Tuesday, 11 May 2010

Like Mother, Like Child

Mother's Day was fun! My mother was in town, and the family was still celebrating a cousin's wedding. After lunch with the extended families on both sides (bride and groom), we got together with cups of tea, a guitar, lots of laughter, and some very contagious excitement. A few songs later, the living room had transformed into the dancing floor, and everyone was on it, doing their own version of the twist. Cameras clicked furiously, while we laughed, clapped, danced, and sang along. What fun!
All the mothers got hand drawn, personalized cards from Rohit's niece, and a group of us mothers and daughters indulged in a group hug. "It is fantastic being a daughter and a mother", chanted the leader of the troop.
Despite all the excitement, I couldn't but help wonder about how motherhood had changed me. I was less selfish, and everything I did revolved around Adiv. I wanted to be a better person because I was directly responsible for making Adiv the person that he would become. Interestingly, I was also aware of I was becoming more and more like my mother.
Growing up, I never understood why my mother had extended conversations with the help, the driver, the vegetable vendor, the ironing man, and the shopping assistants in stores. My life revolved around my family, friends, and my work, and I never felt the need for these bonding exercies. I barely even spoke to neighbours I couldn't relate to. I smiled politely and didn't feign the slightest interest in them. I teased my mother because she knew about the property feud in the driver's family, the maid's mother-in-law problems, and the ironing lady's issues with conception. She even visited our conservative brahmin neighbours during their festivals, and asked interested questions.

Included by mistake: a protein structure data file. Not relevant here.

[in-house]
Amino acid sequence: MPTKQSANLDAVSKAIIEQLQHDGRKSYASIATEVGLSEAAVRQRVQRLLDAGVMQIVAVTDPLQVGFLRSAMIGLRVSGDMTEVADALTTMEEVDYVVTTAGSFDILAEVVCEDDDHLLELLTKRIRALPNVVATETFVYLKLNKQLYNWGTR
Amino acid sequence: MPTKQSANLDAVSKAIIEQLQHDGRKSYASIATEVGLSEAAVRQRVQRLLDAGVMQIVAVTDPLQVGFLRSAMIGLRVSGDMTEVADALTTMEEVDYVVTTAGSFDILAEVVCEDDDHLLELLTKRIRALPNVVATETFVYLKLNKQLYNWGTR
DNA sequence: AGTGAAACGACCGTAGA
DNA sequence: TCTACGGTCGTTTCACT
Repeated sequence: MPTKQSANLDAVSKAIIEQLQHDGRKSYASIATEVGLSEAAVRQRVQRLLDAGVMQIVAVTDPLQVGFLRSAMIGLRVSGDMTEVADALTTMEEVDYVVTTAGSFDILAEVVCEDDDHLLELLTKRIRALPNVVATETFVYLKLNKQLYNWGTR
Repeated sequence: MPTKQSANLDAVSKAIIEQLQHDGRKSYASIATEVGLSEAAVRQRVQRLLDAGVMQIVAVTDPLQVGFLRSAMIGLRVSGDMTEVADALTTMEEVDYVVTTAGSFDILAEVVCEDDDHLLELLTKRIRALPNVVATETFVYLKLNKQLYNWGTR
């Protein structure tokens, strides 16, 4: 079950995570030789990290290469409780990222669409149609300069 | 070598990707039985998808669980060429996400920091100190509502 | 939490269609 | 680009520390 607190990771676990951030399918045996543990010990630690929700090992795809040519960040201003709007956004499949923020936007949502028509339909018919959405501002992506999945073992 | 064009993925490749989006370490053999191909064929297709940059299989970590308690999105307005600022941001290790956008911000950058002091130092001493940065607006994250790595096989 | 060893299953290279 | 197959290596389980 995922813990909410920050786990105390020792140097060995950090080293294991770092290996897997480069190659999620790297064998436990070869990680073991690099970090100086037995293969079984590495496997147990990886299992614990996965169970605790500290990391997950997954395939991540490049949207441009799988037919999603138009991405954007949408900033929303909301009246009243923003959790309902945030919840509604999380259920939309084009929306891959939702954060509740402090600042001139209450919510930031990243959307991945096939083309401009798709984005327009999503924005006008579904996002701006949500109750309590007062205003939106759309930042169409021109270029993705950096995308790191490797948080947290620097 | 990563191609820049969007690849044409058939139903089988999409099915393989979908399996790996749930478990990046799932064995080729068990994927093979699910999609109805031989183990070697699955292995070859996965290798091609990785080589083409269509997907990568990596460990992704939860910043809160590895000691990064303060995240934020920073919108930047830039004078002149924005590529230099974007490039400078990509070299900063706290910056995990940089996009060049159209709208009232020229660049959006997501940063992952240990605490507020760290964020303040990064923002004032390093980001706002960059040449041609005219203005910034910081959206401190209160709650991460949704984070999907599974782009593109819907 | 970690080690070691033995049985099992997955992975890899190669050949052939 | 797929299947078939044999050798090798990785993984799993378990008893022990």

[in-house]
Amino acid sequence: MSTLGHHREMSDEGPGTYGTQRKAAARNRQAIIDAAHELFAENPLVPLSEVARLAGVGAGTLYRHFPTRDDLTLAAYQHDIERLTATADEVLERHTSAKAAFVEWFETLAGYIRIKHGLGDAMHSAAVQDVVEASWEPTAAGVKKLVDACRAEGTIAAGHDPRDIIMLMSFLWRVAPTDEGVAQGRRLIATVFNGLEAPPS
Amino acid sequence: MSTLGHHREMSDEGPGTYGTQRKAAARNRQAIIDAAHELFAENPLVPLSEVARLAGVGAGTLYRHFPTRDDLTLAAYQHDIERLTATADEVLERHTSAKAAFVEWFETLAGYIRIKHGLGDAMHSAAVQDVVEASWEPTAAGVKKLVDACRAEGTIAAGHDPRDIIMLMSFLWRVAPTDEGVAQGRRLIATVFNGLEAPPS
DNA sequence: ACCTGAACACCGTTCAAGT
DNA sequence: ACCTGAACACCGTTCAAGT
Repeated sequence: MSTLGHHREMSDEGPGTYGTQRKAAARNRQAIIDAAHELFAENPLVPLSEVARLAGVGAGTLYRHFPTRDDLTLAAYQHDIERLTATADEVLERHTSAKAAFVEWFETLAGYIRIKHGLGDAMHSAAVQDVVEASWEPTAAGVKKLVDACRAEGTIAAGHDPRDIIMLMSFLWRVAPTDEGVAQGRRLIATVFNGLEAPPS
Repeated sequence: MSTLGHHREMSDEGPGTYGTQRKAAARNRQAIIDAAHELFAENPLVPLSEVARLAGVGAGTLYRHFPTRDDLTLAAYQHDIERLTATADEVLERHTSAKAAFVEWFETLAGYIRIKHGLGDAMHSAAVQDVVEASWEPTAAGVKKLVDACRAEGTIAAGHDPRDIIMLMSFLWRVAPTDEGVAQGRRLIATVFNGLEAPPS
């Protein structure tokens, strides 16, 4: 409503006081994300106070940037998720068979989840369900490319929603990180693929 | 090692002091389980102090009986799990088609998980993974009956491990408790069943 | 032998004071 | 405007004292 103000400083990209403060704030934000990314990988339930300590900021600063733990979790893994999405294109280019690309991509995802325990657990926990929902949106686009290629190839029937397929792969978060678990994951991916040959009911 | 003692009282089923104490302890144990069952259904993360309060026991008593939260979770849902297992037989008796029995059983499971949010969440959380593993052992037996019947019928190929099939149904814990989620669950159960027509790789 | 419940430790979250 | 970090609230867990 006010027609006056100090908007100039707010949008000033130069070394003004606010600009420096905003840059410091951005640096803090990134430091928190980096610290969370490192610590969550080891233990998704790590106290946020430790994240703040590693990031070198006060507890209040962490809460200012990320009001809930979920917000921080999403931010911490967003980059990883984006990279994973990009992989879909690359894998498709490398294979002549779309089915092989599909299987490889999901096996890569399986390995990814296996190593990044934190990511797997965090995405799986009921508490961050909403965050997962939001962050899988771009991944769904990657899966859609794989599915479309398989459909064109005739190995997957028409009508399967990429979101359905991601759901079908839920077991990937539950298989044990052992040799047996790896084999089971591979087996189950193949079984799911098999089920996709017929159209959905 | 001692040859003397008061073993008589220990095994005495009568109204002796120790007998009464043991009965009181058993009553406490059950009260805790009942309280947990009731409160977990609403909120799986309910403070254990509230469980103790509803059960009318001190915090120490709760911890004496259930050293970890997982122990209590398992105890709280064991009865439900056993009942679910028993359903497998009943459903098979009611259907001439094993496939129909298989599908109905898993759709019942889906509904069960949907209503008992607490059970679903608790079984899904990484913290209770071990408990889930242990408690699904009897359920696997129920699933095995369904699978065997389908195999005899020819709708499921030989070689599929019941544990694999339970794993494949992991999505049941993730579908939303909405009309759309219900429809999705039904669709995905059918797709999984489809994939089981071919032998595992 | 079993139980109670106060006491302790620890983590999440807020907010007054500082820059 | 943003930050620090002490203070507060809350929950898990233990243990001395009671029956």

"Why do you care", I'd ask.
"They talk and I listen", she replied. It made them feel good because she didn't act superior or indifferent.

All my life I saw my parents attend all major events in the homes of our maids, drivers and watchmen. I even remember visiting a driver in his modest home. His family collected chairs from elsewhere so we could sit, and gave us plates filled with sweets. My brother and I were taught to give respect. We weren't allowed to think we were better than others who weren't as lucky as we were with our circumstances. I took much of this upbringing for granted till I became a parent myself.

Like my parents, Rohit and I insisted that Adiv respect anyone who was older, irrespective of how they lived. So while the help is called aunty, the driver and ironing man are both uncles. He is encouraged to share with them every time a packet of sweets is opened, and he isn't allowed to scream at them or hit them.
I've changed quite a bit as well. If I was disinterested earlier, I now engage in conversation like my mother does. I enquire about the ironing man's health, and applaud the maid's daughter's accomplishments in school. I even talk to the delivery man from the store nearby. Now that I run my own household, I realize that we can take noone for granted, and all these people who make our lives easier deserve respect and warmth. I try to be fair and considerate, though I can be quite the task master. I hope they are happy working for me, and I weep buckets (just like my mom) when they leave without notice.
"You are becoming me", jokes my mother.
I even run my home like she does, though I'd once have sworn that I'd do things differently. I even deal with people like she does; making an effort with those who seem so different from me. Like her, I try and give everyone a chance, and cover up any embarassment with incessant chatter. Every time I gulp down glasses of water when I'm nervous, I think about how she'd have done the exact same thing. Like her I cry when I'm angry, and confront those who are annoyed with us, with apologies and explanations. We both make few allowances for petty behaviour, and always reciprocate to the slightest hint of friendship. We are both fiercely protective mothers with a strong sense of what is right and wrong. We hate it when we are lied to, but we soften considerably when we hear a sob story.
As I wonder about all that I share with my mother, I hope Adiv will consciously and unconsciously pick from me all that is positive and right. I hope from me he picks the loyalty and not the temper, the sensitivity to people and not the sensitivity to seemingly harsh comments, the willingness to give everyone a chance and not the tendency to sometimes give up after that chance, the funny bone and not the inhibitions, and the willingness to try out everything on the buffet table, as opposed to sticking to the tried and tested.
Happy Mother's Day girls. Here's to becoming better mothers every day. I know we all try.